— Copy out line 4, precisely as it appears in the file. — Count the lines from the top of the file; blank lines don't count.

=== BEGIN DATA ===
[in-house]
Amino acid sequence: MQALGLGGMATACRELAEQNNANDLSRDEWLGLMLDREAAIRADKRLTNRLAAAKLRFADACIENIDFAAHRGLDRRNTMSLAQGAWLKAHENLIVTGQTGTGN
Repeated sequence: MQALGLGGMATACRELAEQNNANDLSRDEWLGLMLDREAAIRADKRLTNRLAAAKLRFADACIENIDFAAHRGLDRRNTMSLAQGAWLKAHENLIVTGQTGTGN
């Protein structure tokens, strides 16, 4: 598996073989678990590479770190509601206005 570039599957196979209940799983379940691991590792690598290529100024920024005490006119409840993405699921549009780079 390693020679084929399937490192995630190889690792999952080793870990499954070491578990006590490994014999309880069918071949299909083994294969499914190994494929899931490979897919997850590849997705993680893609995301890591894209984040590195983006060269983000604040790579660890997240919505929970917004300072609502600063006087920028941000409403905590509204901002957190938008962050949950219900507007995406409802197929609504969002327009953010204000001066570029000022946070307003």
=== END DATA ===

């Protein structure tokens, strides 16, 4: 598996073989678990590479770190509601206005 570039599957196979209940799983379940691991590792690598290529100024920024005490006119409840993405699921549009780079 390693020679084929399937490192995630190889690792999952080793870990499954070491578990006590490994014999309880069918071949299909083994294969499914190994494929899931490979897919997850590849997705993680893609995301890591894209984040590195983006060269983000604040790579660890997240919505929970917004300072609502600063006087920028941000409403905590509204901002957190938008962050949950219900507007995406409802197929609504969002327009953010204000001066570029000022946070307003």